It was in the hugs and the high-fives. It was in the fist pumps and the cheers. It was in the war chant being belted out by fans on the walk in and out of the stadium.
Everyone felt it and everyone knew. On Monday, professional football in Kansas City became relevant again.
|Chiefs fans cheered loudly as the team was introduced prior to Monday's showdown with the Chargers.|
The players seemed to feel something similar, if their collective comments after the game were any indication.
"Very happy," Dexter McCluster exclaimed.
"The fans were amazing," Glenn Dorsey stated.
"We've got a lot of work to do," Mike Vrabel would say.
The Chiefs, overall, were outgained on offense by almost 200 yards. We can attribute some of that to the team dominating field position all game due to spectacular special teams play, but it probably had more to do with the offense going one of 11 on third down conversions.
This, naturally, leads us right back to Cassel. The quarterback controversy talk is quickly gaining steam, and we're a poor performance Sunday in Cleveland away from the speculation to be in full effect.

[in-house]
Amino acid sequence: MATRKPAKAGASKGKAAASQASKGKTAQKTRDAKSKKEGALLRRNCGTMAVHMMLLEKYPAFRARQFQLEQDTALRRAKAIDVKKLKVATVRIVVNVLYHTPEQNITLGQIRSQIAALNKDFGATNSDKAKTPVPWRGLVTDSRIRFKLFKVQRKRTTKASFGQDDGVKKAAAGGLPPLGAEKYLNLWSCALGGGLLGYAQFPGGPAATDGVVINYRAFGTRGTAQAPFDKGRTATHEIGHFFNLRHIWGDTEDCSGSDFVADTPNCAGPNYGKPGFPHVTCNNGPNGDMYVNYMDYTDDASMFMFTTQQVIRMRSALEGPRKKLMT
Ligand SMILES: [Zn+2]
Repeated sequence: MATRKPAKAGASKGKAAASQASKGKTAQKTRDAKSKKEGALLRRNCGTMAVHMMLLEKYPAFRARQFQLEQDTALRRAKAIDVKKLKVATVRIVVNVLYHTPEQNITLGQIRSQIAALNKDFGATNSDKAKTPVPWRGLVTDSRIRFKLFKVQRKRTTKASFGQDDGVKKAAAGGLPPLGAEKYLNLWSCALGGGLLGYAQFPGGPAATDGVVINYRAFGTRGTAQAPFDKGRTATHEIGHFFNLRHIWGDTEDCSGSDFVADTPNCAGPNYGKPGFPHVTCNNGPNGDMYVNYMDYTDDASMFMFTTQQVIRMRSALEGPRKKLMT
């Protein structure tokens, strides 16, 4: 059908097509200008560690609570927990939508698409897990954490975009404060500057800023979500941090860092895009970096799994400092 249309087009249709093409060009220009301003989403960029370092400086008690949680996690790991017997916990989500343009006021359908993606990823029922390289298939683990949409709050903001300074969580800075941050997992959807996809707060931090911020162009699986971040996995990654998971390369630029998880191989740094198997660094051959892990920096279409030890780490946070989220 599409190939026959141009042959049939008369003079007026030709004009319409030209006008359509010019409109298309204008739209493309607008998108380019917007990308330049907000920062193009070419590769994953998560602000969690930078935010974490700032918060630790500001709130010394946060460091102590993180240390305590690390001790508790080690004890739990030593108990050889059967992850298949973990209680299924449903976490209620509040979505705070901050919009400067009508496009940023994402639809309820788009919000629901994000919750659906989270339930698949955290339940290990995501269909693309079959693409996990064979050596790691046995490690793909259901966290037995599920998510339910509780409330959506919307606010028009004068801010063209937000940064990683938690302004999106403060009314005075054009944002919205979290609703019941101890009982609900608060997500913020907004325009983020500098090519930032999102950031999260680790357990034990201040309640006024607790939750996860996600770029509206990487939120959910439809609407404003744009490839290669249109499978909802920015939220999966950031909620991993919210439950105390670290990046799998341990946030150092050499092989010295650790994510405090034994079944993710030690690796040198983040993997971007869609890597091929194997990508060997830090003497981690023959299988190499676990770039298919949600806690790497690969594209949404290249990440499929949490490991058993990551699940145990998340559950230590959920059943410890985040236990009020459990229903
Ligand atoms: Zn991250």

Still - and even if this would be a tough conclusion to come to had the Chiefs lost - the good absolutely outweighed the bad. Aside from Berry, the 2010 rookie draft class shined Monday night. There was the McCluster punt return for a touchdown. The Chiefs' other second-round pick and more primary return man, Javier Arenas, almost broke free on two other returns and gave the offense great field position all night. Tight end Tony Moeaki caught three passes, including one for a score.
Underachievers from past draft classes also stepped up. Derrick Johnson, the Chiefs' first-round pick in 2005, had twelve tackles and was all over the field all evening. Dorsey, the teams' top pick in 2008, pressured Rivers multiple times and made a huge tackle in the backfield during the final series of the game.
You get the feeling Monday was the Chiefs' coming out party. McCluster, who's had 'star' written all over him since the day he was drafted, lived up to the hype in a big way. Charles continued his campaign to be considered the greatest backup running back of all time.
Best of all, the defense held strong, thanks to an electric crowd at Arrowhead which had the stadium rocking well past midnight. For the first time in a long time, it felt like the days of old.
"By no means was this our Super Bowl," he said. "And by no means do we think that we're done winning games."
Fine. But for a fanbase and team starved of a playoff victory for almost two full decades, celebrating as if it were the Super Bowl seems justified.
It sure felt like it.